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Wealthy Americans cut back on giving in 2009

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Wealthy Americans scaled back their charitable contributions nearly 35 percent in 2009, a recently released study of wealthy households shows.

The Bank of America Merrill Lynch Study of High Net Worth Philanthropy for 2010 found that average charitable giving dropped from $83,034 in 2007 to $54,016 in 2009, after adjusting for inflation.

Wealthy philanthropists drew the purse strings tightest on health organizations, where the average gift dropped 63.7 percent, from $12,430 to $4,511.

The study, conducted every two years in partnership with the Center on Philanthropy at Indiana University, examines the habits of wealthy households, which account for about half of all charitable giving in the United States.

Researchers surveyed more than 800 randomly selected households where income was greater than $200,000 per year, or net worth, excluding the value of the primary residence, was at least $1 million. The average wealth of respondents was more than $10 million, and half of them had a net worth between $3 million and $20 million.

The decline in giving reflected wealthy people’s own financial situations. Although total charitable dollars fell, giving as a portion of income remained somewhat steady at 9 percent, compared with 11 percent in 2007.

Wealthy philanthropists appeared to adjust their priorities in response to the recession. The portion who gave to basic human needs rose from 75 percent in 2007 to 85 percent in 2009.

Some types of not-for-profits received bigger gifts on average. Arts, which are already supported to a greater degree by wealthy people, saw the average gift rise 11.6 percent, to $5,531. Gifts to international causes and the environment and animals grew as well.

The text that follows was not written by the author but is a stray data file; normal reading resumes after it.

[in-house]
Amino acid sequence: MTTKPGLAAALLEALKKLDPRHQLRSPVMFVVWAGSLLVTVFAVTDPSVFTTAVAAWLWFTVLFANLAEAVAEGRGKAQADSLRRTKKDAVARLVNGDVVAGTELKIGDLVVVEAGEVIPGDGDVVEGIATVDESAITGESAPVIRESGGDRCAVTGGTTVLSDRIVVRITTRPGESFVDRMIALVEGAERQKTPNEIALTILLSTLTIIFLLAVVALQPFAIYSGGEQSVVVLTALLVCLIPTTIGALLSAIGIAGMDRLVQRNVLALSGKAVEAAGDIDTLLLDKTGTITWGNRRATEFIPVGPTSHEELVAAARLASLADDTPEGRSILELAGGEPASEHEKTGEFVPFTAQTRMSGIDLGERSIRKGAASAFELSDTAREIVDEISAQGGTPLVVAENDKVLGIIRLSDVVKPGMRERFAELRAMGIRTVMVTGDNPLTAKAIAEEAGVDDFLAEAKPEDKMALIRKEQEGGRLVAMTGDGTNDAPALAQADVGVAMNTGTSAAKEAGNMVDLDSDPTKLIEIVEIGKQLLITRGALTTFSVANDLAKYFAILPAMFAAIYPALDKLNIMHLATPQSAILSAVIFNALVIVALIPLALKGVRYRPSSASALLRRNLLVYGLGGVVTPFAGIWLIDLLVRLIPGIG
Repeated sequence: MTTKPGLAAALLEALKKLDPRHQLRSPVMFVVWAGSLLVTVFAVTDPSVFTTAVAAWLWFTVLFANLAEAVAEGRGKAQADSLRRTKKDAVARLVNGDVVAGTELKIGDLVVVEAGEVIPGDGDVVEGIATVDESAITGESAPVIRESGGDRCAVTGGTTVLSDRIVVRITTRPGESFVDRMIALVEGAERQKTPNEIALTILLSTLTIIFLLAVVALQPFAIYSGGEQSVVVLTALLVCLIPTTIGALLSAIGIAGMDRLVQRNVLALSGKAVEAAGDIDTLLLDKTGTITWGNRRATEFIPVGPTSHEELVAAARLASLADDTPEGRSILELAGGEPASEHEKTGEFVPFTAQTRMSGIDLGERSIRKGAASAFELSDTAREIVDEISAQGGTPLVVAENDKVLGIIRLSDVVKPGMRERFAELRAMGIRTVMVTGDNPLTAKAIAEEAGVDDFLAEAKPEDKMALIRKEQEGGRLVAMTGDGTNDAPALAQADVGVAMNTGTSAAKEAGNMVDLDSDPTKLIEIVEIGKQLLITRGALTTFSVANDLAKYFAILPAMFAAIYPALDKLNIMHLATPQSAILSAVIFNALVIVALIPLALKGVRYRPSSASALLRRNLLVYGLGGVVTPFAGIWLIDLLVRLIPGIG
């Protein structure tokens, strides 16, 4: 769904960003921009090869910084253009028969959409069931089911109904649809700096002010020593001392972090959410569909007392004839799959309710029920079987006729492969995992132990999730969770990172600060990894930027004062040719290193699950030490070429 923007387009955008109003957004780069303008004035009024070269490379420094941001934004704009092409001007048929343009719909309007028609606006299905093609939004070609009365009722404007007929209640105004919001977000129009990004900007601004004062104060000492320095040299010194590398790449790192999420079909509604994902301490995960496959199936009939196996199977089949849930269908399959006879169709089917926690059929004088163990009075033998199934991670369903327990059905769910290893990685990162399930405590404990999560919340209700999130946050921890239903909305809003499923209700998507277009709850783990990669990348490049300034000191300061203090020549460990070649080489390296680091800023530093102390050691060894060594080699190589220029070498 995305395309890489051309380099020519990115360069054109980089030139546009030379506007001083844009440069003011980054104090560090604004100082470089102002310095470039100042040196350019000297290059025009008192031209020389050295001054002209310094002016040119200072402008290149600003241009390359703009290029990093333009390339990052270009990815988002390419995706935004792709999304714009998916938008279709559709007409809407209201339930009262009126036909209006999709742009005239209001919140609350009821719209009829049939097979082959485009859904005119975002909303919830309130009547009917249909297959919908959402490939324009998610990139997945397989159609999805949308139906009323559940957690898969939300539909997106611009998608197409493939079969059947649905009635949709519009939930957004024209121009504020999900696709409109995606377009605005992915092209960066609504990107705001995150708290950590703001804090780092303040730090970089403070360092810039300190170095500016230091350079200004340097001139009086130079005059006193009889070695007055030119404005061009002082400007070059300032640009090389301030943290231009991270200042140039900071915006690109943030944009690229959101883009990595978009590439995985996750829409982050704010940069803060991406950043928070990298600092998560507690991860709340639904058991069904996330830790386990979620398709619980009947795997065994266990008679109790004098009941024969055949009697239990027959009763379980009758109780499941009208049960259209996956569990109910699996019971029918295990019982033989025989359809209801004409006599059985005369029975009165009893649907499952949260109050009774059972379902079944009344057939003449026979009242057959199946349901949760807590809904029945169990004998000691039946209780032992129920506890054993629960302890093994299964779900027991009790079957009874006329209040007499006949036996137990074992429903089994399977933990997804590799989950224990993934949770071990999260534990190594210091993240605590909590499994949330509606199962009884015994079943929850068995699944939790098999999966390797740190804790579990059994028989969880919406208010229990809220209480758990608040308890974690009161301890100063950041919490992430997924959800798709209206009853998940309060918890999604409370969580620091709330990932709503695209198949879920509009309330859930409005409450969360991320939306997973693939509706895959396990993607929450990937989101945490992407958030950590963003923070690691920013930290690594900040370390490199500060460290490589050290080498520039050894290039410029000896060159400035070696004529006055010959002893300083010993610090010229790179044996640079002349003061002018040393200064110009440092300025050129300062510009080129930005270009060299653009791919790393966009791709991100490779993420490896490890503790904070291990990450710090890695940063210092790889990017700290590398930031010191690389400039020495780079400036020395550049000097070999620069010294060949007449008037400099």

Tax issues are a significant motivator, researchers found. About two-thirds, or 67 percent, of wealthy households reported that they would somewhat or dramatically decrease their contributions if they were to receive zero income-tax deductions. That was up from 47 percent in 2007.

If the estate tax were repealed, 43 percent of wealthy households would somewhat or dramatically increase the amount they leave to charity. That was up from 36 percent in 2007.
 

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  1. With Pence running the ship good luck with a new government building on the site. He does everything on the cheap except unnecessary roads line a new beltway( like we need that). Things like state of the art office buildings and light rail will never be seen as an asset to these types. They don't get that these are the things that help a city prosper.

  2. Does the $100,000,000,000 include salaries for members of Congress?

  3. "But that doesn't change how the piece plays to most of the people who will see it." If it stands out so little during the day as you seem to suggest maybe most of the people who actually see it will be those present when it is dark enough to experience its full effects.

  4. That's the mentality of most retail marketers. In this case Leo was asked to build the brand. HHG then had a bad sales quarter and rather than stay the course, now want to go back to the schlock that Zimmerman provides (at a considerable cut in price.) And while HHG salesmen are, by far, the pushiest salesmen I have ever experienced, I believe they are NOT paid on commission. But that doesn't mean they aren't trained to be aggressive.

  5. The reason HHG's sales team hits you from the moment you walk through the door is the same reason car salesmen do the same thing: Commission. HHG's folks are paid by commission they and need to hit sales targets or get cut, while BB does not. The sales figures are aggressive, so turnover rate is high. Electronics are the largest commission earners along with non-needed warranties, service plans etc, known in the industry as 'cheese'. The wholesale base price is listed on the cryptic price tag in the string of numbers near the bar code. Know how to decipher it and you get things at cost, with little to no commission to the sales persons. Whether or not this is fair, is more of a moral question than a financial one.

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